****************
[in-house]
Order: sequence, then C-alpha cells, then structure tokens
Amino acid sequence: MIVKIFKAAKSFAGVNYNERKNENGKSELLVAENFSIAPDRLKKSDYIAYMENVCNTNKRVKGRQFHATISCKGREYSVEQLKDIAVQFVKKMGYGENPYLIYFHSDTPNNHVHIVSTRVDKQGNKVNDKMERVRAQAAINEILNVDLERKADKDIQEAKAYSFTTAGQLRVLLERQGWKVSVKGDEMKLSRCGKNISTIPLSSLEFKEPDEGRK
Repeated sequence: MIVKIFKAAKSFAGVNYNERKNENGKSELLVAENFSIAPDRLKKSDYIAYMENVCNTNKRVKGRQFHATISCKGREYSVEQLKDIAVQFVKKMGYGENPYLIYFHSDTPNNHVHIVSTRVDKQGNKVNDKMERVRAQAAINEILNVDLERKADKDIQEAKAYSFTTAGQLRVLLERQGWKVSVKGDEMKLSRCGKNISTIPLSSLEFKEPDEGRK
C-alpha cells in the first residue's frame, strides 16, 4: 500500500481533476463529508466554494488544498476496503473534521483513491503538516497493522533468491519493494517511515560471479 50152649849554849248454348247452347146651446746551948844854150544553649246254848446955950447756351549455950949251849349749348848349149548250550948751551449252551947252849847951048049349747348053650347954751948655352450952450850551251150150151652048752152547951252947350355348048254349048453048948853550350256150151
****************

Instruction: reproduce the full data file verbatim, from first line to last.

[in-house]
Order: sequence, then C-alpha cells, then structure tokens
Amino acid sequence: MIVKIFKAAKSFAGVNYNERKNENGKSELLVAENFSIAPDRLKKSDYIAYMENVCNTNKRVKGRQFHATISCKGREYSVEQLKDIAVQFVKKMGYGENPYLIYFHSDTPNNHVHIVSTRVDKQGNKVNDKMERVRAQAAINEILNVDLERKADKDIQEAKAYSFTTAGQLRVLLERQGWKVSVKGDEMKLSRCGKNISTIPLSSLEFKEPDEGRK
Repeated sequence: MIVKIFKAAKSFAGVNYNERKNENGKSELLVAENFSIAPDRLKKSDYIAYMENVCNTNKRVKGRQFHATISCKGREYSVEQLKDIAVQFVKKMGYGENPYLIYFHSDTPNNHVHIVSTRVDKQGNKVNDKMERVRAQAAINEILNVDLERKADKDIQEAKAYSFTTAGQLRVLLERQGWKVSVKGDEMKLSRCGKNISTIPLSSLEFKEPDEGRK
C-alpha cells in the first residue's frame, strides 16, 4: 500500500481533476463529508466554494488544498476496503473534521483513491503538516497493522533468491519493494517511515560471479 50152649849554849248454348247452347146651446746551948844854150544553649246254848446955950447756351549455950949251849349749348848349149548250550948751551449252551947252849847951048049349747348053650347954751948655352450952450850551251150150151652048752152547951252947350355348048254349048453048948853550350256150151